"Jump in my hoopty hoopty hoop ... I own that.
"And I ain't paying my rent this month ... I owe that."
Nicki Minaj is probably on a lot of playlists around Philadelphia but you certainly would have never expected to hear the Trinidadian-born songstress belting out "Starships" in the background of an Andy Reid practice.
Things are far different in South Philadelphia these days as Chip Kelly has not only changed the stale culture around the Eagles, he has strapped a defibrillater on it and shocked it into a new era.
Minaj headlined an eclectic soundtrack as the Eagles practiced in front of the media for the first time under Kelly. Ozzy Osbourne, Duran Duran, Pitbull, Tupac and The Scorpions were some of Kelly's others choices as the he flew the Birds through a 20-period session that could only be described as frenetic.
In fact, it was like being at an Arena Football League game with constant noise bombarding the senses at every turn.
"There's a lot of science behind it," the Eagles' new coach said when asked about the music. "We've used it for a while."
A Siri-like male voice announced the various periods in the practice, which is heavy on tempo and repetitions before a few "teaching sessions" late in the process.
"We just want to practice efficiently, so it's the best way for us to practice," the former Oregon mentor said. "You've got 90 guys now. I don't think anybody on our team is going to complain about the amount of reps they got. I think everybody gets a chance to show what they can do on film, so therefore we can make some real good evaluations in terms of where we are because at some point in time we're going to have to go from 90 to 75 and then eventually to 53.
"So we want to make sure that we can use the full time we have. Obviously, this isn't how we're going to practice during the season, but in the offseason I think it's the best way to practice."
Kelly is big on the "science" of the game, so much so that it's become a talking point for him as he interacts with the notoriously tough Philly media.
"Obviously, we know we can't practice full speed for the entire time we're out there, so it's got to be short bursts, but the game of football is short bursts," Kelly explained. "It's really an anaerobic sport when you look at it, because you're going hard for five to six seconds and then you're taking a break, and that's what we're trying to get accomplished with these guys."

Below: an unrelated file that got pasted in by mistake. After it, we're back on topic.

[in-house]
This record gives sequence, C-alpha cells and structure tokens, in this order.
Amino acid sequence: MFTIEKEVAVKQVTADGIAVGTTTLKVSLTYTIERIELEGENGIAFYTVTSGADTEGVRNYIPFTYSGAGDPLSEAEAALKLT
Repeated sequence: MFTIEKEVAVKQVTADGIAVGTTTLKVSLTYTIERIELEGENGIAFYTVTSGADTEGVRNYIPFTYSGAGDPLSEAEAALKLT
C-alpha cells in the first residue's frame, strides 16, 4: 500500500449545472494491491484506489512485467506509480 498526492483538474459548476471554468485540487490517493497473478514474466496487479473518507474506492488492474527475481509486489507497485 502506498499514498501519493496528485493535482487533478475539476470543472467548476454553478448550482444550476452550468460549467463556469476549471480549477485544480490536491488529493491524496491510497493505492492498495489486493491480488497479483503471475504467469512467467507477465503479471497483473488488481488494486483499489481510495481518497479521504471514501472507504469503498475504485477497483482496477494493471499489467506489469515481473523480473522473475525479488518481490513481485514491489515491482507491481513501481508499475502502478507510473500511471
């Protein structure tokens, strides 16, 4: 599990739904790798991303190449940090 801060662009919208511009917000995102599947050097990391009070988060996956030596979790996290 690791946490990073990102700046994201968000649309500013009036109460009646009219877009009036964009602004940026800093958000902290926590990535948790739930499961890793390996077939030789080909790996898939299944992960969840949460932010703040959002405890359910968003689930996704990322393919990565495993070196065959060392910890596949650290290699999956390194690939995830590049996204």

More that a few have questioned what Kelly is trying to do at the game's most important position. He brought back 33-year-old starting quarterback Michael Vick and signed his old acolyte from Oregon, Dennis Dixon, while also proclaiming second-year man Nick Foles will be given a chance to compete and then drafting former USC star Matt Barkley.
Of course, Vick and Dixon are movement-based signal-callers who project in the read-option while Foles and Barkley are traditional drop-back passers who rely on a quick release and getting the ball out of their hands.
It's a confusing situation.
Vick and Foles split the first-team reps on Monday while the rookie Barkley also got a lot of looks.
"I always feel like I'm a starter," Vick said. "I think the mind-set that you have to have is that you're going to be the number one guy."
All that said, Kelly's philosophy is slowly starting to come into focus and it's all about quick decision making, something which could foreshadow Vick's demise and the eventual winner of his QB derby.
"I think the game is about making quick decisions," Kelly said. "It's a game of 60 to 70 to 80 four-second plays. So once the ball is snapped, it happens at that tempo. We're just trying to force them to -- everything we do has to kind of be -- reflect what the mission is, and the mission is to be prepared to play a four-second play."
You can feel some of the old school guys rolling their eyes when Kelly talks, and that kind of second-guessing is going to follow the rookie coach until he prove his "college gimmicks" work with the big boys.
"We want to be efficient in our time, we don't want to be on the field for a long time, want to maximize the time we're on the field, and obviously you see us go from tempo periods to teach periods, there's a rhyme or reason to what we're doing, time on task versus time teaching, and I think there's a good balance of that," Kelly said.
For now, about the only thing we do know is things have changed with the Eagles.
Hit it, Nicki ...